Reproduction: Original or Copy?

Many people prefer to buy original paintings and not reproductions. Of course, buying an original painting has pros and cons.

First, the original painting is a work of art in the conventional sense. That is, its cultural and material value usually increases over time. Simply put, as the years go by the painting’s worth becomes more expensive. This advantage is valued by all art collectors, though it becomes a disadvantage for an average buyer who wants to create a beautiful interior at an affordable price.

Second, some original paintings do not have digital copies, so it is impossible to make a printed reproduction. Contemporary artists often prefer to print reproductions of their paintings themselves. These works are called «Giclee». A giclee is a regular reproduction that is signed by the artist and has a limited edition print run. But a simple signature on the print is unlikely to improve the painting so the difference between a giclee and a regular reproduction ends up being insignificant.

The use of giclee technology by the artists is well-known, as manufactured printed copies of paintings is a sensible decision for many artists. It may take a few years to paint a picture, and sometimes selling it to one person is not always the best option. Why should the artist deprive other fans of the opportunity to acquire one of his or her works? As it turns out, giclee prints resemble engravings, which are recognized as another well-known way to reproduce an artist’s work. For example, when making reproductions of da Vinci’s paintings we get a copy of the artist’s work, though it lacks a certificate of authenticity, which is unnecessary for the majority of buyers of art reproductions. Also, while you can go to the local art market and buy a picture painted by a local artist, sometimes a very good one, you cannot buy original works by world famous artists, such as Van Gogh, Monet, Picasso, Klimt or Dali. They usually belong to museums or private collections.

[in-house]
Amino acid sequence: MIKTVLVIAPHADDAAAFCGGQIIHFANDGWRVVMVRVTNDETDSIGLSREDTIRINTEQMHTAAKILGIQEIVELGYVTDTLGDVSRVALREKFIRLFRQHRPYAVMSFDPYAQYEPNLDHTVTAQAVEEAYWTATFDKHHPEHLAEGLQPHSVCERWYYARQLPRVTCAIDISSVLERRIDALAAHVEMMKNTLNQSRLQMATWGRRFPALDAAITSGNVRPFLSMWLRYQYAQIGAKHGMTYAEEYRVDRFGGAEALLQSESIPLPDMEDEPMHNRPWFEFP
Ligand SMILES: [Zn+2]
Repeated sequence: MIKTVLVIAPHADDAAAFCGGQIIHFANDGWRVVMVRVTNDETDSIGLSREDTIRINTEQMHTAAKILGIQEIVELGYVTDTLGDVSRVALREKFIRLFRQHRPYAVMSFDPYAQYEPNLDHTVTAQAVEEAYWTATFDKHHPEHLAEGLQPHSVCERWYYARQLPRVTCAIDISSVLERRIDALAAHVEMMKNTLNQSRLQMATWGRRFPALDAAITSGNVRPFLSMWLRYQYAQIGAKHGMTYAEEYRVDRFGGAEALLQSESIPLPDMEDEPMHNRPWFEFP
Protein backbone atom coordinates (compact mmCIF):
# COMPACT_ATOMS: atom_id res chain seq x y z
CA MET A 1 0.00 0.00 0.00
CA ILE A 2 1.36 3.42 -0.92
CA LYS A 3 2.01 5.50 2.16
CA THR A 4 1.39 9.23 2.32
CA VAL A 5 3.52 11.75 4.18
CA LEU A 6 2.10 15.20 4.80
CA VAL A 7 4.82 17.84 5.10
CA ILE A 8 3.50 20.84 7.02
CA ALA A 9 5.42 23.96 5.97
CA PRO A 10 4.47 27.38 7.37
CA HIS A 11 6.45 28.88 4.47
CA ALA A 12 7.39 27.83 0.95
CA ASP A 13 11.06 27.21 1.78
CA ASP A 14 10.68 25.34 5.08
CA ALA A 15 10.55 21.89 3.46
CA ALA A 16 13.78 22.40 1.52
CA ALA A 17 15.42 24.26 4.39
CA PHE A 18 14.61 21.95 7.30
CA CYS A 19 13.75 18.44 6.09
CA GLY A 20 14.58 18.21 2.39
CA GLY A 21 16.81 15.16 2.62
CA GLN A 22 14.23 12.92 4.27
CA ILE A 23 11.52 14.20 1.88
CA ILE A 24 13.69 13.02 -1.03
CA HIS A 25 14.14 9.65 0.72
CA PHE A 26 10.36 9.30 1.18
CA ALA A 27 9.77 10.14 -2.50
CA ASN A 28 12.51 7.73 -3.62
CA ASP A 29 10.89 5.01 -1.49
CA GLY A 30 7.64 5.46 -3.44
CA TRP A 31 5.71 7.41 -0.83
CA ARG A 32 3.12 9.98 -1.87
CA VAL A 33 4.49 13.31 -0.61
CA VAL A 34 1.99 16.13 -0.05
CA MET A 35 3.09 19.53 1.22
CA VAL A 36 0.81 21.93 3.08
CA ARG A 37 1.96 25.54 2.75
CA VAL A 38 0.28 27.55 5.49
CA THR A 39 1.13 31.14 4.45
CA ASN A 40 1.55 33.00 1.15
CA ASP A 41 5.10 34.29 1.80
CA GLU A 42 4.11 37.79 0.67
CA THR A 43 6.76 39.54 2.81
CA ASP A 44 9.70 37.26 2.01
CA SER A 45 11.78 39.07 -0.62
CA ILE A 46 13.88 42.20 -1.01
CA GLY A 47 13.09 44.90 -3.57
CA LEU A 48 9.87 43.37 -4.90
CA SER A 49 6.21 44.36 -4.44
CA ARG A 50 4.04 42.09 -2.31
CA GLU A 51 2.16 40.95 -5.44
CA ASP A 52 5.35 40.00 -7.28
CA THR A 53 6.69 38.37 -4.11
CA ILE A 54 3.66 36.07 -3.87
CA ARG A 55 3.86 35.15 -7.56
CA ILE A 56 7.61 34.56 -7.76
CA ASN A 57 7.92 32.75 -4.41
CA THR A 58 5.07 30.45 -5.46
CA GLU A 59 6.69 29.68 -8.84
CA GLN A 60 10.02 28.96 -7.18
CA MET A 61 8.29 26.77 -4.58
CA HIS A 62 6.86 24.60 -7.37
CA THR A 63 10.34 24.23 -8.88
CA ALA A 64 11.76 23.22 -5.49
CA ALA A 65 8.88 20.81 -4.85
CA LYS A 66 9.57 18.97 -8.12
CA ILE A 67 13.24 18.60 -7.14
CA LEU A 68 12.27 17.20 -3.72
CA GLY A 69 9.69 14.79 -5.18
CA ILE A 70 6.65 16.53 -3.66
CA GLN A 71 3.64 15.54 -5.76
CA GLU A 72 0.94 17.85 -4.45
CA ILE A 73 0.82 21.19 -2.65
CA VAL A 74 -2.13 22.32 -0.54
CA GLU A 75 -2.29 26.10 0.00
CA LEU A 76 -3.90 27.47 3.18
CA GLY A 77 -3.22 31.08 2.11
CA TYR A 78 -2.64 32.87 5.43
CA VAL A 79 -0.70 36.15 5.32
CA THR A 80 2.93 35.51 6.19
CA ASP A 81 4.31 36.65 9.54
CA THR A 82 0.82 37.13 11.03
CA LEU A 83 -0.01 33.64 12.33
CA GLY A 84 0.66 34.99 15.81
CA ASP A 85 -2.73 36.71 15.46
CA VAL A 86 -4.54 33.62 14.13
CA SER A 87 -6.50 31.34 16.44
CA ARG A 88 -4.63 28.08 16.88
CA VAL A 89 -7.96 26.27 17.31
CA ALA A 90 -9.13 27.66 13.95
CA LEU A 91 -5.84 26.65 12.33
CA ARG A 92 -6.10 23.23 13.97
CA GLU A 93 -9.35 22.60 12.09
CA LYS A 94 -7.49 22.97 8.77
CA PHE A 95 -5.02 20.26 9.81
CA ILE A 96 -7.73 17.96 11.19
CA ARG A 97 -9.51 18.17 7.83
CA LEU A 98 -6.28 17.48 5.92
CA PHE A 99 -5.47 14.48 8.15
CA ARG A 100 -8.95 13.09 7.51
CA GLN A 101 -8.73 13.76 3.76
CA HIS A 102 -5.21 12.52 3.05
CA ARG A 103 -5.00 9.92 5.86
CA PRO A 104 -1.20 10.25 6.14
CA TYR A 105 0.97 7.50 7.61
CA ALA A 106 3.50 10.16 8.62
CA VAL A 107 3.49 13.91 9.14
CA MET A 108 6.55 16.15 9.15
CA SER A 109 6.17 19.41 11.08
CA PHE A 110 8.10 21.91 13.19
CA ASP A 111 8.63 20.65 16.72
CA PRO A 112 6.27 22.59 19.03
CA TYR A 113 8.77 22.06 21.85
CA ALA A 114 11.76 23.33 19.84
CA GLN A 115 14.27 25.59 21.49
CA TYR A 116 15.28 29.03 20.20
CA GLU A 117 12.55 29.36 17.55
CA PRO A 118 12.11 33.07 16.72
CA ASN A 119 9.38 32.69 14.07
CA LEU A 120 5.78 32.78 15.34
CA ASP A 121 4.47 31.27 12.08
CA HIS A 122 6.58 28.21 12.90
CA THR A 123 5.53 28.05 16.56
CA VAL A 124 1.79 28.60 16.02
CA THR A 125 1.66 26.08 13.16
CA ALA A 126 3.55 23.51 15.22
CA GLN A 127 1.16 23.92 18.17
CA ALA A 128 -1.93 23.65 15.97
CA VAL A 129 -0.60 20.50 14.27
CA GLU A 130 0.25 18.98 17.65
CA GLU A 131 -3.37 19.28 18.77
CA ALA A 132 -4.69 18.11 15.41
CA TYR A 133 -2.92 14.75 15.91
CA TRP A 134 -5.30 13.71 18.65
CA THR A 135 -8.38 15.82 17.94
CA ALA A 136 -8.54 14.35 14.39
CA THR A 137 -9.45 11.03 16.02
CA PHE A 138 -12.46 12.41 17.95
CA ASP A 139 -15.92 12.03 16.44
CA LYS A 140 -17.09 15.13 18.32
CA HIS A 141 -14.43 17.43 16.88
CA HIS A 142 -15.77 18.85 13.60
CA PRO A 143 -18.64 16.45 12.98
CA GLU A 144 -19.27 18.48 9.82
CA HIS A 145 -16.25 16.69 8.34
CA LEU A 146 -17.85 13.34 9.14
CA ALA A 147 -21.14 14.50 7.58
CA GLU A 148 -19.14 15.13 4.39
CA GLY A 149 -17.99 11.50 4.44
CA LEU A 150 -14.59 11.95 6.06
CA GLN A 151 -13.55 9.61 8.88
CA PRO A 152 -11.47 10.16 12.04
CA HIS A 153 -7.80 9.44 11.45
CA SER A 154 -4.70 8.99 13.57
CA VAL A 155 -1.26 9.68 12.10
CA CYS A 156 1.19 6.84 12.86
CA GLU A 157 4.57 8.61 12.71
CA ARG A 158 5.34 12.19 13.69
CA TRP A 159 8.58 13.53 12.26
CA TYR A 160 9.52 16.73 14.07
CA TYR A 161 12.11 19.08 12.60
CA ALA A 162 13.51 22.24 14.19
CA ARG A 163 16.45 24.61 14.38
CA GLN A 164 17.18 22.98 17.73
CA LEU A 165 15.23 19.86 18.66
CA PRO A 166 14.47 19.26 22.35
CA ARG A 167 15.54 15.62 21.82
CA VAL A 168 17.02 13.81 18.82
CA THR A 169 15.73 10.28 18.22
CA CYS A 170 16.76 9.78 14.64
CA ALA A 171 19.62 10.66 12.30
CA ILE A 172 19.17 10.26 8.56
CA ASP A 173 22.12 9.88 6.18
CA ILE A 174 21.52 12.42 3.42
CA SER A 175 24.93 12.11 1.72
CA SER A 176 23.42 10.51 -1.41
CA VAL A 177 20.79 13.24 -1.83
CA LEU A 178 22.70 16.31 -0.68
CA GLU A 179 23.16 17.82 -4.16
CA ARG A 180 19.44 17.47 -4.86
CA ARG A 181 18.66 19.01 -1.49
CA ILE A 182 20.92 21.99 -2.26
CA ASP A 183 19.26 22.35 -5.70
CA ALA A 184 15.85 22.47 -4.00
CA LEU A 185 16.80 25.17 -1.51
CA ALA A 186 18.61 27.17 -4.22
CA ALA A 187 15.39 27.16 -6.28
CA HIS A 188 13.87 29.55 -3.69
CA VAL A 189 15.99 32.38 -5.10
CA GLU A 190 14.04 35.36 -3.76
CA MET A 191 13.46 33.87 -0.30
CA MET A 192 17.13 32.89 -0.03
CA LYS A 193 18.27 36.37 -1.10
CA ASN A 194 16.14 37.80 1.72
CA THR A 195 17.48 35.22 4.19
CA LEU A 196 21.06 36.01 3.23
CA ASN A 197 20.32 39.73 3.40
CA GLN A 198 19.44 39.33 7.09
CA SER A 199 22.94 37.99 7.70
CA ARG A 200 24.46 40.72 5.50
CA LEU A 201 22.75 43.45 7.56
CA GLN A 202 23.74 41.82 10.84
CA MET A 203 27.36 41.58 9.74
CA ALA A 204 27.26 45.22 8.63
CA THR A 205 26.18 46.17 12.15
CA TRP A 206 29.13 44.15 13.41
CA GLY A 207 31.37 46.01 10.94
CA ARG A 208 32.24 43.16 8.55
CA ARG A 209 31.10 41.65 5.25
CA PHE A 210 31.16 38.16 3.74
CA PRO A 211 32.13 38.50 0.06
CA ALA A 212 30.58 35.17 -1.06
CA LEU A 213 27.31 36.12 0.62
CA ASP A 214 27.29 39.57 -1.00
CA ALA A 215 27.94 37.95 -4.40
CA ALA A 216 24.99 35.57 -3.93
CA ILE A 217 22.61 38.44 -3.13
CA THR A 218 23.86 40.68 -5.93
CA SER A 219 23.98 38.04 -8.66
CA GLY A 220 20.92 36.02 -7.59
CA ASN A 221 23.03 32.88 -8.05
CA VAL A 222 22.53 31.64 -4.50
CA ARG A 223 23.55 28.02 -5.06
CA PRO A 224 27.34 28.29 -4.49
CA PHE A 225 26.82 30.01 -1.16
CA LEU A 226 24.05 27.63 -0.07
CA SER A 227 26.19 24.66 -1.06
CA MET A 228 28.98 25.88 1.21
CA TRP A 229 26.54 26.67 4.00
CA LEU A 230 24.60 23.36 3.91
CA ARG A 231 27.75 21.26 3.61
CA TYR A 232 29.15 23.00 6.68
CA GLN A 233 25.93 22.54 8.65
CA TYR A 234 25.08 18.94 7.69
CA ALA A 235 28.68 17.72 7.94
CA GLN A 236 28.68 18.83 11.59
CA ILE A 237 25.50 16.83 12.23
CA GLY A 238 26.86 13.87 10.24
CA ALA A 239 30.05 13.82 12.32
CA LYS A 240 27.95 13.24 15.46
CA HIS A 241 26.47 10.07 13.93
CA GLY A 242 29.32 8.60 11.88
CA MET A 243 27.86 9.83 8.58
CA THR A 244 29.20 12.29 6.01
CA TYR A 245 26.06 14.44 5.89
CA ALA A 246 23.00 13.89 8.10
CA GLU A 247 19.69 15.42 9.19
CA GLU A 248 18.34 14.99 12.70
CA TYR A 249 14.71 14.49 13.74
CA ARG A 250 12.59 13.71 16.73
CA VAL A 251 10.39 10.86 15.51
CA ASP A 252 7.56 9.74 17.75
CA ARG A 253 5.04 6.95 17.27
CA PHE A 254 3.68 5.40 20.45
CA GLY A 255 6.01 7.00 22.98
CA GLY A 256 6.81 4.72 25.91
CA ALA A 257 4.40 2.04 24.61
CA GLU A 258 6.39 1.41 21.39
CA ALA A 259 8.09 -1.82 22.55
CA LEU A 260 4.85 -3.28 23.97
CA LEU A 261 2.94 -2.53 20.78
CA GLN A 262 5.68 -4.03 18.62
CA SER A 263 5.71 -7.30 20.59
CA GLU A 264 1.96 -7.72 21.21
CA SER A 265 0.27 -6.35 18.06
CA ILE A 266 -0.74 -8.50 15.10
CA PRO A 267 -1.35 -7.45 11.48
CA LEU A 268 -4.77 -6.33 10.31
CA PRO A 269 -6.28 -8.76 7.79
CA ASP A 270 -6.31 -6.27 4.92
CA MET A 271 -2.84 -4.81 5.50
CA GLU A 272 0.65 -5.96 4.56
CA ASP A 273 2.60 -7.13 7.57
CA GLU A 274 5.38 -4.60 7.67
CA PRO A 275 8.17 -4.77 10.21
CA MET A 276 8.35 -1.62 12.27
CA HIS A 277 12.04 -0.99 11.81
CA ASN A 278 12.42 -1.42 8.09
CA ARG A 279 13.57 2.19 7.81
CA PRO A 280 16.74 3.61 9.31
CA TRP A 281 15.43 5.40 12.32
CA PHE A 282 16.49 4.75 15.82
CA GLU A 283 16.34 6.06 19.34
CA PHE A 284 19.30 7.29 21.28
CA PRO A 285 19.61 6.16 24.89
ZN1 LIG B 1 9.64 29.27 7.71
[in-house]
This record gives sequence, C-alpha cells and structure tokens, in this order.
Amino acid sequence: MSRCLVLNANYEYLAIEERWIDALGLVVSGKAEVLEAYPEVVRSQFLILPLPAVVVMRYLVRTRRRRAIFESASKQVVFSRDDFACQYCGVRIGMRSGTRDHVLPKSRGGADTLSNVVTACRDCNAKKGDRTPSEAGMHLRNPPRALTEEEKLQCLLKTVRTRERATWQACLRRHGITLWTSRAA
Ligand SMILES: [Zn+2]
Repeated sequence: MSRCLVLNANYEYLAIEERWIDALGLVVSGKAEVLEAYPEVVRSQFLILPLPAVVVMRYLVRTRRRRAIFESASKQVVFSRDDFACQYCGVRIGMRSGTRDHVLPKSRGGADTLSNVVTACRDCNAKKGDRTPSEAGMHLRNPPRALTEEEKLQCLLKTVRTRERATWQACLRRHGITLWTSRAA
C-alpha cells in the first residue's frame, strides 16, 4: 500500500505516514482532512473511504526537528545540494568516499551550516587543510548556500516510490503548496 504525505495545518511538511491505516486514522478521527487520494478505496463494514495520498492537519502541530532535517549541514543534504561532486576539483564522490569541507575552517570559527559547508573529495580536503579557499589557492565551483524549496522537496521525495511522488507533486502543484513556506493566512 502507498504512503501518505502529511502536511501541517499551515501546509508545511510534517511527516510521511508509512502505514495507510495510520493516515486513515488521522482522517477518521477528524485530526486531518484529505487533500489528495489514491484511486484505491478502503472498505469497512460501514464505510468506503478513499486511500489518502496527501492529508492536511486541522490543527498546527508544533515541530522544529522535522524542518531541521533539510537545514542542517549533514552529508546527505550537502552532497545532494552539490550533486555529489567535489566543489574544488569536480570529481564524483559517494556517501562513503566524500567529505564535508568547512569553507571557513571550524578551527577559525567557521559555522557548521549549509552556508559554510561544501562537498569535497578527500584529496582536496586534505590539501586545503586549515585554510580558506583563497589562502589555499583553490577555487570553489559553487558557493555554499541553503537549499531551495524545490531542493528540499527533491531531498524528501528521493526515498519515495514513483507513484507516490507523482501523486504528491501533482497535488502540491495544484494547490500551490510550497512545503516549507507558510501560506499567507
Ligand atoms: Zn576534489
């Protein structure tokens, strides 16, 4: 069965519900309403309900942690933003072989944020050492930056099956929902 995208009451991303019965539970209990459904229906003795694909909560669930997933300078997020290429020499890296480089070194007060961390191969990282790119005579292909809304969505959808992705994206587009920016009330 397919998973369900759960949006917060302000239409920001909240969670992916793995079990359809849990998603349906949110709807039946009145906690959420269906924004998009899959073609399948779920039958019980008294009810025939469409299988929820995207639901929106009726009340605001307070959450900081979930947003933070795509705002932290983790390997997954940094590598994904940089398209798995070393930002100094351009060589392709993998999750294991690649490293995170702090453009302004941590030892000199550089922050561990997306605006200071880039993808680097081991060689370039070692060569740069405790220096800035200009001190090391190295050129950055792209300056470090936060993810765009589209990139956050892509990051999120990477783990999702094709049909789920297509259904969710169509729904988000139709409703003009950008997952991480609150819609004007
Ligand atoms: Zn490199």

But modern technology allows you to the ability to order a reproduction and have it on your wall within a few days.

There is also a third option: you can order a copy of a Van Gogh painting from a local artist. This option is the most absurd. If you appreciate the local artist, buy an original piece they created. Ordering a famous painting reproduced by someone other than the original artist is like asking a friend who studies language to retell a story by Edgar Allen Poe or Shakespeare. The retelling — or in this case, painting reproduction — may be similar to the original, but there will still be noticeable differences. Another artist’s copy of an original work will have something the artist has added themselves, such as personal characteristic of their attitude, sensibility, or understanding. What makes the original painting special will be omitted.

A reproduction, on the other hand, lacks these disadvantages, because a printer will «dispassionately» print anything. It will add nothing of its own. Modern printing technology on canvases allows for the creation of replica images that are indistinguishable from the original painting.

The choice will still be up to you. Make the right one.